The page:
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Cancer Drug Shortages Persist Across U.S.
  • Posted October 5, 2023

Cancer Drug Shortages Persist Across U.S.

U.S. cancer centers continue to have shortages of commonly used chemotherapy drugs, a new survey shows, though the medications are not as scarce as they were last June.

The National Comprehensive Cancer Network (NCCN), a nonprofit alliance of leading cancer centers, surveyed its network in September.

In all, 72% of cancer centers surveyed reported a continued shortage of carboplatin. And 59% were still seeing a shortage of cisplatin.

These two platinum-based generic chemotherapy medications are recommended for treating many different cancers.

Overall, 86% of centers surveyed said they were short on at least one type of anti-cancer drug.

A survey in June showed that 93% of cancer centers had a shortage of carboplatin, and 70% of cisplatin.

"Everyone with cancer should have access to the best possible treatment according to the latest evidence and expert consensus guidelines,"said Dr. Robert Carlson, chief executive officer for NCCN.

"Drug shortages aren't new, but the widespread impact makes this one particularly alarming. It is extremely concerning that this situation continues despite significant attention and effort over the past few months. We need enduring solutions in order to safeguard people with cancer and address any disparities in care,"Carlson said in a NCCN news release.

Twenty-nine of the NCCN's member institutions responded to the September survey. They include leading academic centers across the United States.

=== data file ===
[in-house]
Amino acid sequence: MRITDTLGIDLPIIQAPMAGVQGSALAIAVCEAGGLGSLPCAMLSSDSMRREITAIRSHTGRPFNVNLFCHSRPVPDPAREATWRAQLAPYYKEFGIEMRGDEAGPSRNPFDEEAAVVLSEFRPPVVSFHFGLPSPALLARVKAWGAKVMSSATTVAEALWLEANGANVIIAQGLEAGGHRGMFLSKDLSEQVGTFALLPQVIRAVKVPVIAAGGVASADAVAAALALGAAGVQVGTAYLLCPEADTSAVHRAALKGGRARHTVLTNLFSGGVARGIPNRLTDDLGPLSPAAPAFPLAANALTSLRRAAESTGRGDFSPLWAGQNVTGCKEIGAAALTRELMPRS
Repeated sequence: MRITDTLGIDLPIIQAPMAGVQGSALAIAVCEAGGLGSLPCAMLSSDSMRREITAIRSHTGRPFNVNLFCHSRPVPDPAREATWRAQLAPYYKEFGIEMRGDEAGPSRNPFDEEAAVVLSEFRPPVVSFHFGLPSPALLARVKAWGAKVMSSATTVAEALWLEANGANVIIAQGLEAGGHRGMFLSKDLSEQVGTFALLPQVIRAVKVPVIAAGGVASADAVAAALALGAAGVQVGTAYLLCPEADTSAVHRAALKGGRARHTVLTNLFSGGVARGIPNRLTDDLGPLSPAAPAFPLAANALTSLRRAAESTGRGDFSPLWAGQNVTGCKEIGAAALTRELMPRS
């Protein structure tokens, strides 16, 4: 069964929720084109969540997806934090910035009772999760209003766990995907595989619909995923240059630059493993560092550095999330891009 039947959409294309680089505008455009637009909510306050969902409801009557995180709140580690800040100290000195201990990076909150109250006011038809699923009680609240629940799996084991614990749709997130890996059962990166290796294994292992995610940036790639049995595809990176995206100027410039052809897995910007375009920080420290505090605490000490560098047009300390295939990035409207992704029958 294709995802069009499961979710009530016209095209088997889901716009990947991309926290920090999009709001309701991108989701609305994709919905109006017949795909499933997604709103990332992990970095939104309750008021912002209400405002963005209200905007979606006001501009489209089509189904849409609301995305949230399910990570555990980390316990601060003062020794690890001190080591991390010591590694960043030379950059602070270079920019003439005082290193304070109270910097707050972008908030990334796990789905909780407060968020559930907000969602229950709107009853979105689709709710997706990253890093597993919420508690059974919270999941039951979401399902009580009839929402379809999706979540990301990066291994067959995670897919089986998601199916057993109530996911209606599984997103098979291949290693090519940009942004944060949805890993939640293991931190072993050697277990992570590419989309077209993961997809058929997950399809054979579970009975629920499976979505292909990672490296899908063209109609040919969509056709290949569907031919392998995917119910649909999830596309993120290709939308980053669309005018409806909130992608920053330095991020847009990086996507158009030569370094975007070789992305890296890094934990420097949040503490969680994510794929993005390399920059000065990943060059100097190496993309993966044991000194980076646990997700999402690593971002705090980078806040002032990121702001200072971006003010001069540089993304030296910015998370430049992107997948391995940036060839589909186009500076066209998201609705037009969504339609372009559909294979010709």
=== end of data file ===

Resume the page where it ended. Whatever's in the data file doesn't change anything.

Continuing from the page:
The findings may not reflect additional challenges that smaller community practices serving rural and marginalized patients are experiencing.

The centers surveyed were using strict waste management strategies, so nearly all were still able to provide the medications to all patients who needed them.

Other medications in short supply included methotrexate, with 66% of centers reporting a shortage; 5-fluorouracil, with 55% falling short; fludarabine at 45%; and hydrocortisone at 41%.

"These drug shortages are the result of decades of systemic challenges,"said Alyssa Schatz, NCCN's senior director of policy and advocacy. "We recognize that comprehensive solutions take time."

Schatz said the network appreciates those who have put forth proposals to improve investment in generics.

"At the same time, we have to acknowledge that the cancer drug shortage has been ongoing for months, which is unacceptable for anyone impacted by cancer today,"Schatz said. "These new survey results remind us that we are still in an ongoing crisis and must respond with appropriate urgency."

The organization is continuing to advocate for more supplies.

CNN recently reported that two other drugs used for cancer, vinblastine and dacarbazine, went into shortage in September.

"These drugs are particularly used to treat patients with Hodgkin's lymphoma. Hodgkin's lymphoma is probably one of the most curable types of cancers out there,"Dr. Doug Hawkins of the Children's Oncology Group, a research organization, told CNN.

"The problem is never-ending. It is horrible,"he added. "I mean, to say to a patient, 'we know how to treat your child, but we can't get the drugs,' and this is America, and it's 2023 -- it's crazy."

More information

The White House has more on strengthening the supply chain for cancer drugs.

SOURCES: National Comprehensive Cancer Network, news release, Oct. 5, 2023; CNN, Sept. 26, 2023

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